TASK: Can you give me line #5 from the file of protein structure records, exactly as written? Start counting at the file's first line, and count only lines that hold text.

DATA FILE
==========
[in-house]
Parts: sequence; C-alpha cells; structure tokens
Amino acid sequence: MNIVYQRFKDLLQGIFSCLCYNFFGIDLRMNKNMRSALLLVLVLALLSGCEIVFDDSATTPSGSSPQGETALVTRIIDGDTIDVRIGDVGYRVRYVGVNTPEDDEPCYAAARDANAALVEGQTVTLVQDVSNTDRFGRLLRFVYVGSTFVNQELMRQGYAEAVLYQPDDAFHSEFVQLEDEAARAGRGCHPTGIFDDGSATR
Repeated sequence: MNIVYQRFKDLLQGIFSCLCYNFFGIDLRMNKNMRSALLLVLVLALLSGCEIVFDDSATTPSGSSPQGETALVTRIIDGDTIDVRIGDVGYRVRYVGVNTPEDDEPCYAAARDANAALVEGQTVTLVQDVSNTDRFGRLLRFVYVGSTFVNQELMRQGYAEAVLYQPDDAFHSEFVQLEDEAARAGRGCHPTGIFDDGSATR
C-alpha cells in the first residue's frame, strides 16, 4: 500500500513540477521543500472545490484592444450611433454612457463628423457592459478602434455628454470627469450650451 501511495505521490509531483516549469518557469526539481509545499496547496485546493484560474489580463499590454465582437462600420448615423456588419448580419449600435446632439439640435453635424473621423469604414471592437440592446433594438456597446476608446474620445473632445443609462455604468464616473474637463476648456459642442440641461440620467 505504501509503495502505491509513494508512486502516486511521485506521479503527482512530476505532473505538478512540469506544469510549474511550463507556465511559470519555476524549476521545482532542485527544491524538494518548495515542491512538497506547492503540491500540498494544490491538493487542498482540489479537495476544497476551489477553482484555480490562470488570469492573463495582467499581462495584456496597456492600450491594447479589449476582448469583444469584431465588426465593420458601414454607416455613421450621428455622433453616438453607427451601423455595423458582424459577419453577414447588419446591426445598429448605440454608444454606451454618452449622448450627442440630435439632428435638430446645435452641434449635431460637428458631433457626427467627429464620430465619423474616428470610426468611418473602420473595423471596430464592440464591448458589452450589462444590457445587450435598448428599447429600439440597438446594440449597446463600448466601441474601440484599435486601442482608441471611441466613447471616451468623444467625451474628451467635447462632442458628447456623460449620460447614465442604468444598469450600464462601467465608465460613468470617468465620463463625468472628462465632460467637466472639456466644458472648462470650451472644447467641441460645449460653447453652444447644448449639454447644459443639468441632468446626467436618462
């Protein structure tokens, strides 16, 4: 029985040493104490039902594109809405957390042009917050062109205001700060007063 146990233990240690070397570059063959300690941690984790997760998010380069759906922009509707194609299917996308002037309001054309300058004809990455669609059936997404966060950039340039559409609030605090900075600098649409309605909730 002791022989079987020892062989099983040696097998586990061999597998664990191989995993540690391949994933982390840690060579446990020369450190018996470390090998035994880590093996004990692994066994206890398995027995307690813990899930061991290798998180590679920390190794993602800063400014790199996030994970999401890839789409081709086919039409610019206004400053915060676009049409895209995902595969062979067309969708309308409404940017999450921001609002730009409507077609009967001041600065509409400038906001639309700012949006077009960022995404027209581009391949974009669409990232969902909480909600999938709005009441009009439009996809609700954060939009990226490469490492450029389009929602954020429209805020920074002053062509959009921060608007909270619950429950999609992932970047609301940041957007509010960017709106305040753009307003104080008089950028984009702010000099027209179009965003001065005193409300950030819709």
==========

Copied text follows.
C-alpha cells in the first residue's frame, strides 16, 4: 500500500513540477521543500472545490484592444450611433454612457463628423457592459478602434455628454470627469450650451 501511495505521490509531483516549469518557469526539481509545499496547496485546493484560474489580463499590454465582437462600420448615423456588419448580419449600435446632439439640435453635424473621423469604414471592437440592446433594438456597446476608446474620445473632445443609462455604468464616473474637463476648456459642442440641461440620467 505504501509503495502505491509513494508512486502516486511521485506521479503527482512530476505532473505538478512540469506544469510549474511550463507556465511559470519555476524549476521545482532542485527544491524538494518548495515542491512538497506547492503540491500540498494544490491538493487542498482540489479537495476544497476551489477553482484555480490562470488570469492573463495582467499581462495584456496597456492600450491594447479589449476582448469583444469584431465588426465593420458601414454607416455613421450621428455622433453616438453607427451601423455595423458582424459577419453577414447588419446591426445598429448605440454608444454606451454618452449622448450627442440630435439632428435638430446645435452641434449635431460637428458631433457626427467627429464620430465619423474616428470610426468611418473602420473595423471596430464592440464591448458589452450589462444590457445587450435598448428599447429600439440597438446594440449597446463600448466601441474601440484599435486601442482608441471611441466613447471616451468623444467625451474628451467635447462632442458628447456623460449620460447614465442604468444598469450600464462601467465608465460613468470617468465620463463625468472628462465632460467637466472639456466644458472648462470650451472644447467641441460645449460653447453652444447644448449639454447644459443639468441632468446626467436618462